The ogene instrument is a large metal bell. The ogene instrument has historically been made by the Igbo people of Nigeria. It is one of the most important metal instruments of the people. Ogene is also a style of Igbo music, taking its name from the instrument.  (This annotation contains a video)
How do the Ibo people act on dark nights with no moonlight? 
Now you learn the reason for this gathering: a woman from Umuofia, Okonkwo's village, has been murdered in a market in Mbaino. 
How do the people of Umuofia decide when to go to war? 
Theres Ikemefuna, the boy we were told about in the foreshadowing! 
Okonkwo is a cruel and strict man because he fears ________________. 
Capricious means "impulsive and unpredictable." 
Here is a map of what Okonkwo's compound might look like.  (This annotation contains an image)

Homework #9

An Oracle is a person who channels the gods to deliver predictions about the future.  (This annotation contains an image)
The Oracle is an important part of Things Fall Apart. Based on this fact, I can predict that ____________ will be a major theme of this book. 
Pay attention to the mysterious symptoms Unoka has. This swelling of the stomach and limbs is a symptom of protein-deficiency and starvation. Unoka's death is caused by his inability to work hard and provide food for himself, and he is rejected by his community.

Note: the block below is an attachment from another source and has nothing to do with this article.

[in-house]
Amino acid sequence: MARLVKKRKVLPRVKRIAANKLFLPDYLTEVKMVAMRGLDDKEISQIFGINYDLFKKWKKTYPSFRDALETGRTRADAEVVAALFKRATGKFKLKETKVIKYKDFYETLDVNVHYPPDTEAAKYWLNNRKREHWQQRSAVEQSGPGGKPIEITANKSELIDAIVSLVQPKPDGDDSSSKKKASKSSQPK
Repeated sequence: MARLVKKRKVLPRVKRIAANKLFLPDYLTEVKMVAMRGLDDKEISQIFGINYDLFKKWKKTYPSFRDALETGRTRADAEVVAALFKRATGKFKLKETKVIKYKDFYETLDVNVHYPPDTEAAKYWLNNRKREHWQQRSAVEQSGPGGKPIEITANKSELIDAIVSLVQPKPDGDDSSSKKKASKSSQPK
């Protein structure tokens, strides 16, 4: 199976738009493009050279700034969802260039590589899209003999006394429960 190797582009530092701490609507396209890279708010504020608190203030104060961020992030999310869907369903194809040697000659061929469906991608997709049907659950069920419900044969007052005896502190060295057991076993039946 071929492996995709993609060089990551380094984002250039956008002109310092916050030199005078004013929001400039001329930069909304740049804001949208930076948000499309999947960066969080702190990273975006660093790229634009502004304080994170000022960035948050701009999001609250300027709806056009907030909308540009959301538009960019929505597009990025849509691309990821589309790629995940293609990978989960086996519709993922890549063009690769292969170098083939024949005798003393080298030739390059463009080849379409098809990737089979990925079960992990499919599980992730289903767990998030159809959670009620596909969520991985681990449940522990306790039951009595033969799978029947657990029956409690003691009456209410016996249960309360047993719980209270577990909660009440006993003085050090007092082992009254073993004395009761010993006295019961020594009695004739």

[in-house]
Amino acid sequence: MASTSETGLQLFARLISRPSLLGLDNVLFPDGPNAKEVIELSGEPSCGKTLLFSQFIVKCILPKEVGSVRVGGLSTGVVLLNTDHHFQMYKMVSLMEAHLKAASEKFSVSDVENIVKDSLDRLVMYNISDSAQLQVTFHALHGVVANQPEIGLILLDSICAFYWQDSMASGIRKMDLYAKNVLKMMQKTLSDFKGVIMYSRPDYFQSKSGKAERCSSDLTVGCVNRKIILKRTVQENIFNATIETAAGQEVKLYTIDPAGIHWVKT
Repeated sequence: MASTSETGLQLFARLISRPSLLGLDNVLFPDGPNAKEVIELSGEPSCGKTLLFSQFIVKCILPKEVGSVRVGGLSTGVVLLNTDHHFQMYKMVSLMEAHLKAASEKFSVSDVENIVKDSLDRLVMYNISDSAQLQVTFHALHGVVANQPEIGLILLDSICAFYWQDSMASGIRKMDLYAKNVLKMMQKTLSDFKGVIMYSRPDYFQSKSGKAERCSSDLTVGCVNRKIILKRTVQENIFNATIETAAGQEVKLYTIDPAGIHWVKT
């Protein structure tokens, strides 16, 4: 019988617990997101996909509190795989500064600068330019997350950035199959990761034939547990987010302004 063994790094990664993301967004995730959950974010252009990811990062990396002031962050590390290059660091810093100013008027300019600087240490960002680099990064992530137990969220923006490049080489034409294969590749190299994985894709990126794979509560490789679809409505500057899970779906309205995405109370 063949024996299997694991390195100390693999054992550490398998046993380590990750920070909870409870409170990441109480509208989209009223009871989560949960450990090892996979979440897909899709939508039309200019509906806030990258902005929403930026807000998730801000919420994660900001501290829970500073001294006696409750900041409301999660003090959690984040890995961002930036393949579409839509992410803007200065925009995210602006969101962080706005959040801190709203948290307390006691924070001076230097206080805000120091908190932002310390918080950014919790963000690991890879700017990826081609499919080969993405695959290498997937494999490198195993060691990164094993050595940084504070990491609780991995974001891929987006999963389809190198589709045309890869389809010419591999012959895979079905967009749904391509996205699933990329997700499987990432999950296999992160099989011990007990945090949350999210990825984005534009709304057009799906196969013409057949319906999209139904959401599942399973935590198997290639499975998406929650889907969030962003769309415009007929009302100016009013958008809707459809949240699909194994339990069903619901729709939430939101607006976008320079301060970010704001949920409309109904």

How does Okonkwo feel about his father's death? How do you think his father's death might impact the choices he makes in his life? 
What specific details from this passage does not support the idea that women are subject to men in Nwakibie's home? 
Here, Okonkwo is following the Ibo practice of using proverbs to tell his own story. He is referencing a story about a lizard to say that he will prove himself to be hardworking. 
Based on what you know about their relationship, how do you think Okonkwo feels about the fact that he has to support his father with his hard work on the yam farm? 
This desperate, bad year showed Okonkwo a different kind of strength inside himself. He was already a famous warrior; now, he is a hardworking survivor too. Pay attention to the different ways that people are strong in this book.  (This annotation contains an image)
When someone says words as he is dying in a book, it is a good idea to pay attention. Unoka tells Okonkwo that he can deal with this defeat because it is caused by an outside force, not himself. Perhaps Okonkwo will have to struggle with failure that only he causes later in the text... 

Homework #10

What do you think the old man means when he says this about Okonkwo? 
In Okonkwo's treatment of Ikemefuna, we can begin to see an internal conflict emerging. Okonkwo wants to be strong, but he also has emotions, so he is in a constant battle with himself to avoid showing closeness (and therefore weakness). Watch this clip about internal conflict, and keep an eye out for how Okonkwo struggles with this issue as the book goes on.  (This annotation contains a video)
Why are the other citizens of Umuofia frustrated and concerned with Okonkwo's behavior? 
Tradition vs. Social Change is a theme emerging at this point in the book. At many points in this text, people will talk about the importance of customs, and how those customs used to be practiced. The people talking here disagree about what is the best way to handle people like Okonkwo who violate the Week of Peace. It is a conflict many of the villagers grapple with: how should traditions change, and how should they stay the same?